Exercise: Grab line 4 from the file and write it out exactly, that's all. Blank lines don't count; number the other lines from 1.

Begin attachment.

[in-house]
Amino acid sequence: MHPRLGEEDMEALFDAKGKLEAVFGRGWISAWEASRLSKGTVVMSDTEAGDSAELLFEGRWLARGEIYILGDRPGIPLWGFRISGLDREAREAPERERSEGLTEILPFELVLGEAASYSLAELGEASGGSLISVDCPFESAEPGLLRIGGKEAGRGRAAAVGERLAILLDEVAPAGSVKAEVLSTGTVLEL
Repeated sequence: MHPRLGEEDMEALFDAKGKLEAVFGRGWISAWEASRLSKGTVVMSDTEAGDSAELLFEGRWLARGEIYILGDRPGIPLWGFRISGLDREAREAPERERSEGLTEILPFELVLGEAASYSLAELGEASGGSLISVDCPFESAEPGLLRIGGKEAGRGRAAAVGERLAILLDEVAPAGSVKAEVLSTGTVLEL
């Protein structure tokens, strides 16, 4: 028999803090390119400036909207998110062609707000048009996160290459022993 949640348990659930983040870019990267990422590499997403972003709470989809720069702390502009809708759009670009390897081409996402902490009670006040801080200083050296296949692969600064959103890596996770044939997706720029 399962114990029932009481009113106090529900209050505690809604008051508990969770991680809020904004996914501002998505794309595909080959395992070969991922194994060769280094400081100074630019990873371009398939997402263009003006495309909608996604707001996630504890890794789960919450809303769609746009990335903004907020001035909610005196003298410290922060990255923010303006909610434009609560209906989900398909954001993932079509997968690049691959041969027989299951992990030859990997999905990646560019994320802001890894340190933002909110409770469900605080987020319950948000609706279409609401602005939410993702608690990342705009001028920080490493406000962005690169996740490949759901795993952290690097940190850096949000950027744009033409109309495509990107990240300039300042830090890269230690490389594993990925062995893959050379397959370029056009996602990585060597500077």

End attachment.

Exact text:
């Protein structure tokens, strides 16, 4: 028999803090390119400036909207998110062609707000048009996160290459022993 949640348990659930983040870019990267990422590499997403972003709470989809720069702390502009809708759009670009390897081409996402902490009670006040801080200083050296296949692969600064959103890596996770044939997706720029 399962114990029932009481009113106090529900209050505690809604008051508990969770991680809020904004996914501002998505794309595909080959395992070969991922194994060769280094400081100074630019990873371009398939997402263009003006495309909608996604707001996630504890890794789960919450809303769609746009990335903004907020001035909610005196003298410290922060990255923010303006909610434009609560209906989900398909954001993932079509997968690049691959041969027989299951992990030859990997999905990646560019994320802001890894340190933002909110409770469900605080987020319950948000609706279409609401602005939410993702608690990342705009001028920080490493406000962005690169996740490949759901795993952290690097940190850096949000950027744009033409109309495509990107990240300039300042830090890269230690490389594993990925062995893959050379397959370029056009996602990585060597500077």